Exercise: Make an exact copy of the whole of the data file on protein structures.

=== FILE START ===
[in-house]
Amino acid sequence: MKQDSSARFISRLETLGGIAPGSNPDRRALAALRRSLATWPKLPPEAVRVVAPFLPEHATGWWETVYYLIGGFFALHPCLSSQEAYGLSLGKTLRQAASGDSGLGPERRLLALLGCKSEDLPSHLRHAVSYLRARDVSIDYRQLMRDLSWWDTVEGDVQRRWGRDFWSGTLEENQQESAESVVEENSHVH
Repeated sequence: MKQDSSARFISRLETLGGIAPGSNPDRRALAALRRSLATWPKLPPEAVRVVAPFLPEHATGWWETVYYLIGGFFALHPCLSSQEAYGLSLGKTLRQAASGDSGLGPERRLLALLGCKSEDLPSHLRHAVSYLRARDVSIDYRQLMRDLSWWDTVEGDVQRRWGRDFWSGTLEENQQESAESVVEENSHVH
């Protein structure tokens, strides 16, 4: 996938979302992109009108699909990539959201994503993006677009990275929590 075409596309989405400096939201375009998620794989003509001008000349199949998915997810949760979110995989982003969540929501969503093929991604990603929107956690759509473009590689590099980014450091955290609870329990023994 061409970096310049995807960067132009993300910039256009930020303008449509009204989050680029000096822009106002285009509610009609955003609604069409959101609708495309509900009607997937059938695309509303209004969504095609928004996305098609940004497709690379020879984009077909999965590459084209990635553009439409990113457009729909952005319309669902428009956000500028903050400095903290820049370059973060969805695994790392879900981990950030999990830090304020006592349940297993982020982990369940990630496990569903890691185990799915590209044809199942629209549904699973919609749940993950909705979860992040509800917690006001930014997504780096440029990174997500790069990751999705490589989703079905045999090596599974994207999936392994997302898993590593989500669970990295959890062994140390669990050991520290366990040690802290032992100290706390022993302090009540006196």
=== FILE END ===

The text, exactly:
[in-house]
Amino acid sequence: MKQDSSARFISRLETLGGIAPGSNPDRRALAALRRSLATWPKLPPEAVRVVAPFLPEHATGWWETVYYLIGGFFALHPCLSSQEAYGLSLGKTLRQAASGDSGLGPERRLLALLGCKSEDLPSHLRHAVSYLRARDVSIDYRQLMRDLSWWDTVEGDVQRRWGRDFWSGTLEENQQESAESVVEENSHVH
Repeated sequence: MKQDSSARFISRLETLGGIAPGSNPDRRALAALRRSLATWPKLPPEAVRVVAPFLPEHATGWWETVYYLIGGFFALHPCLSSQEAYGLSLGKTLRQAASGDSGLGPERRLLALLGCKSEDLPSHLRHAVSYLRARDVSIDYRQLMRDLSWWDTVEGDVQRRWGRDFWSGTLEENQQESAESVVEENSHVH
């Protein structure tokens, strides 16, 4: 996938979302992109009108699909990539959201994503993006677009990275929590 075409596309989405400096939201375009998620794989003509001008000349199949998915997810949760979110995989982003969540929501969503093929991604990603929107956690759509473009590689590099980014450091955290609870329990023994 061409970096310049995807960067132009993300910039256009930020303008449509009204989050680029000096822009106002285009509610009609955003609604069409959101609708495309509900009607997937059938695309509303209004969504095609928004996305098609940004497709690379020879984009077909999965590459084209990635553009439409990113457009729909952005319309669902428009956000500028903050400095903290820049370059973060969805695994790392879900981990950030999990830090304020006592349940297993982020982990369940990630496990569903890691185990799915590209044809199942629209549904699973919609749940993950909705979860992040509800917690006001930014997504780096440029990174997500790069990751999705490589989703079905045999090596599974994207999936392994997302898993590593989500669970990295959890062994140390669990050991520290366990040690802290032992100290706390022993302090009540006196």